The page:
Temples in our country are usually dimly-lit, narrow and congested but the newly-built Swaminarayan Temple in the outskirts of the city is, actually, both a visual and a spiritual treat. The temple complex inaugurated in January, last year, has been built on a plot measuring 10 acres. The red sand stone temple amidst all the greenery brings serenity to your heart as well to your senses, far away from the buzz of the city.
You can reach this latest attraction of the city by taking the Diamond Harbour Road from Behala. Continue straight on this road and pass by Joka and Pailan World School to find the temple complex on your left.
The reason for choosing the spot to erect the temple lies in the belief according to which Lord Swaminarayan (Swami Sahajanand), who toured the entire country, visited Himalayas and then reached Gangasagar. He resided at Kapil Muni’s ashram. On his way back, he liked this place and hence it was regarded as the perfect spot to raise a temple dedicated to Swaminarayan. After almost 10 years, the temple was completed due to the initiatives of Pramukh Swami Maharaj.
The temple has two gates both on Diamond Harbour Road. You can enter through either of them. A staircase leads you to the main portico. The main temple stands in the middle of a well laid out lawn with flowering pots all around, lending a picturesque setting. The red sandstone used for construction was brought all the way from Rajasthan. Around 26,000 blocks of sandstone were used in the construction of the majestic temple which measures 180 feet in length, 100 feet wide and 80 feet in height. The temple is adorned by seven pinnacles, a tall minar, 14 small minars and 5 tapered ceilings. There are engravings and carvings on the walls depicting 400 acharayas and noted monks of ancient times which not only enhance the spiritual environment of the temple but are also instances of wonderful craftsmanship that has gone into the construction work.
The pathway leading from the gate to main temple area has an encirled section where there are two large foot prints of Swaminarayan. The two hands of the lord are perceived to be a kilometer away from the parikrama. The deity itself is the heart while the minars are his head. In other words, the entire temple complex is deemed to be the holy physical being of Swaminarayan, considered by his devotees as Purushottam. On either side of the temple are two kundas which are used to wash and cleanse hands and feet of the devotees before they enter the mandapam. The parikrama which enables you to circle the entire temple is 1400 metres in length and has 46 small minars adorning it apart from sitting areas for the elderly and those with mobility problems.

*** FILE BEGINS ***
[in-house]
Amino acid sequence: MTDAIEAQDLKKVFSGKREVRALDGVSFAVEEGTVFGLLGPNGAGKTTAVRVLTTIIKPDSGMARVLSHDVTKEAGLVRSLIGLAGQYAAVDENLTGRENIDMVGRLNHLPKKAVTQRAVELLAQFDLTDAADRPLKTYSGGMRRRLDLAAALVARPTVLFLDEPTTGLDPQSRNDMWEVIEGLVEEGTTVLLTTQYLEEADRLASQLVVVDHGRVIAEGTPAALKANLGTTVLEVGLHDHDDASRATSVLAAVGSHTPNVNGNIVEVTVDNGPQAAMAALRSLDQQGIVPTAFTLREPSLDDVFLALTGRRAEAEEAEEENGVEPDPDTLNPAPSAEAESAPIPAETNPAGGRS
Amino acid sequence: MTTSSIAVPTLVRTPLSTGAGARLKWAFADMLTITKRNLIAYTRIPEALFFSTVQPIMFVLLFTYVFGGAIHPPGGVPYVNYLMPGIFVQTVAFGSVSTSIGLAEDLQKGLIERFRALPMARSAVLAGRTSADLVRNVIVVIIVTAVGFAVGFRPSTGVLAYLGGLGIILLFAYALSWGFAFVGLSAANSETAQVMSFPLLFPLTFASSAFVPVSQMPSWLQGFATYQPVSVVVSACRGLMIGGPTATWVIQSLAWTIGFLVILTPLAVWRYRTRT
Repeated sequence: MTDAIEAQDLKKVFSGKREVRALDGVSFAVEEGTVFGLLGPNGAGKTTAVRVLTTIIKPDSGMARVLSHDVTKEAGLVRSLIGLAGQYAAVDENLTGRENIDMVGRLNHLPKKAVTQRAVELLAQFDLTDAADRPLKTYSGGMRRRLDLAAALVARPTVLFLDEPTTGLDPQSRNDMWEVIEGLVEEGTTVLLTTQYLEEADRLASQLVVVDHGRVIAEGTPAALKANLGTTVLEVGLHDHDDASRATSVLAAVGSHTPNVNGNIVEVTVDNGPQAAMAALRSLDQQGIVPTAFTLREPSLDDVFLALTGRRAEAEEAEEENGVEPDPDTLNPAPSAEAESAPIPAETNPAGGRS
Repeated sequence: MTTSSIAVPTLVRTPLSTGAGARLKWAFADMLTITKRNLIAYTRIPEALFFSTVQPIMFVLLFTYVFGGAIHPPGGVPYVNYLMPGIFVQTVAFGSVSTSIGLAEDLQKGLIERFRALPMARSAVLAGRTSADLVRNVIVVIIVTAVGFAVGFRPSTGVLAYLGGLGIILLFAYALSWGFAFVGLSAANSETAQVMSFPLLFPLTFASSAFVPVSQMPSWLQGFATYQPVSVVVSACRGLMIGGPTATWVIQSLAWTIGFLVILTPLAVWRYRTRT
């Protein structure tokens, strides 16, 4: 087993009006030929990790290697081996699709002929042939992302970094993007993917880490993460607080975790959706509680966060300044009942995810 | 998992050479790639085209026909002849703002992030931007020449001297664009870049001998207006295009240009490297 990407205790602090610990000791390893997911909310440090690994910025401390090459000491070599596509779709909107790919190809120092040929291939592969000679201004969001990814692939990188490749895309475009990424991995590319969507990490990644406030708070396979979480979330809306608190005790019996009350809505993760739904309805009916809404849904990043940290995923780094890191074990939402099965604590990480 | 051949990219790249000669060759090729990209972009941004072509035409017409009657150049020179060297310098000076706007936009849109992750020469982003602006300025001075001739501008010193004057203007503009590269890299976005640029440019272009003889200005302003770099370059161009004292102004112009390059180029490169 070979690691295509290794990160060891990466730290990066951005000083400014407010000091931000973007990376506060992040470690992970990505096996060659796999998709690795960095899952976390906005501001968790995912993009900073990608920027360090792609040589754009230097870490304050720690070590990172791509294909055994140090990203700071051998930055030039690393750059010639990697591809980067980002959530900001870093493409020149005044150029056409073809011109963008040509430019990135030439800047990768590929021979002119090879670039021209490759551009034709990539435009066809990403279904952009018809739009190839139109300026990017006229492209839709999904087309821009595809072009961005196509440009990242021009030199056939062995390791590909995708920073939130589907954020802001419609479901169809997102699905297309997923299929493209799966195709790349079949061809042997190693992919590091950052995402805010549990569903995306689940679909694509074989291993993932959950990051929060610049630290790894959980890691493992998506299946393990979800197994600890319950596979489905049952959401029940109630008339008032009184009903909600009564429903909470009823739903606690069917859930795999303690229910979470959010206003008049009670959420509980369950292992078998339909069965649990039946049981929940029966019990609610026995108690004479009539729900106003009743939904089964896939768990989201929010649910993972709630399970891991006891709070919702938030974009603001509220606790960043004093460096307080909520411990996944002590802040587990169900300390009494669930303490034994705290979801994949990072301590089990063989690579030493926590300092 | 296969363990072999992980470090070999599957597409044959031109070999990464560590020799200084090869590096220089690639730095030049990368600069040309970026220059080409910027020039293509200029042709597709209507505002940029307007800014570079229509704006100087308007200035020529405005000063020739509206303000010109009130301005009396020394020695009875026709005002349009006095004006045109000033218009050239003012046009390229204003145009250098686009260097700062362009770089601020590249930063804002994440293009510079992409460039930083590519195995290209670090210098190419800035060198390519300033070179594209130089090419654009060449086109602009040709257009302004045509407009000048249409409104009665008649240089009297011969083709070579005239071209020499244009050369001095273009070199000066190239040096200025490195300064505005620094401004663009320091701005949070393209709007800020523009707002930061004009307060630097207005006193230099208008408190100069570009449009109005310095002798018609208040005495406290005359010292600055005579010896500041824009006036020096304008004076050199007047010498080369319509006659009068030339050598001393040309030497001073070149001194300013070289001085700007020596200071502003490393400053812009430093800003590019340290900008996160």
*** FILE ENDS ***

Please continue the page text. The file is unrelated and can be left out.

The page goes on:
Inside the temple, the main idol is that of Lord Swaminarayan. It is believed that Swaminarayan had come to the earth to teach people to get rid of their desires. He initiated reforms against evil social practices such as female foeticide, violence, sati and also against drugs and alcoholism. He left for Akshardham with an assurance that he would be omnipresent through his spiritual successor Shri Guantit Guru and Shri Guru Parmeshwara.
The other idols in the temple are Gurunanatinad Swami, Radha-Krishna and Ghansham Maharaj. The deity of Nilkanth Varni has been established at the Abhishek Mandapam placed underneath the main temple. Swaminarayan had travelled across the country adopting the name, Nilkanth Varni. Hence, this place is thought to be the purest of all where offerings and puja takes place. Shri Nilkanth Varni is prayed for health, prosperity and peace. All the idols are made off Aras stone while the Nilkanth Varni is the only gold plated idol in the temple.
The daily aarti takes place five times a day. It starts at 6:00 am in the morning, known as Mangrati Aarti, 7:30 am is the Sanghar or Shringar Aarti and 11:30 am is devoted to Rajbhog Aarti. In the evening, the aarti commences at 6:30 pm i.e. the Sandhya Aarti and concludes with the Sayan Aarti at 8:00 pm.
For ordering bhog, you need to give them a 10-day prior intimation. The bhog costs about `115 and mainly consists of a Gujrati Thali with roti, dal, chawal, dhokla and other items. Satsangs are organised on every Sunday morning (8:00 am – 9:00 am) for children and evening (3:00 pm – 5:00 pm) for adults in a large hall behind the temple.
The temple complex also has two parking lots, a clean and spacious canteen and a book stall. Special attention is paid to keep the premises clean and no littering is allowed. Ayurvedic medicines are also available at the book stall.
Dos & Don’ts
1. Outside food and drinks are not allowed inside the temple complex
2. Attires shorter than knee-length are to be avoided
3. Visitors have to abide by the opening and closing hours of the temple
4. Electronic devices must be switched off while in the main mandapam
Location: On Diamond Harbour, Joka, near Pailan World School
Entry fee: Nil
Photography: Not Allowed
Timings: 7:30 am -12 noon / 3:30 pm – 7:30 pm
Main mandir darshan closed:
10:45 am – 11:30 am/12 noon – 3:30 pm/ 5:45 pm – 6:30 pm
Parking: Inside the temple premises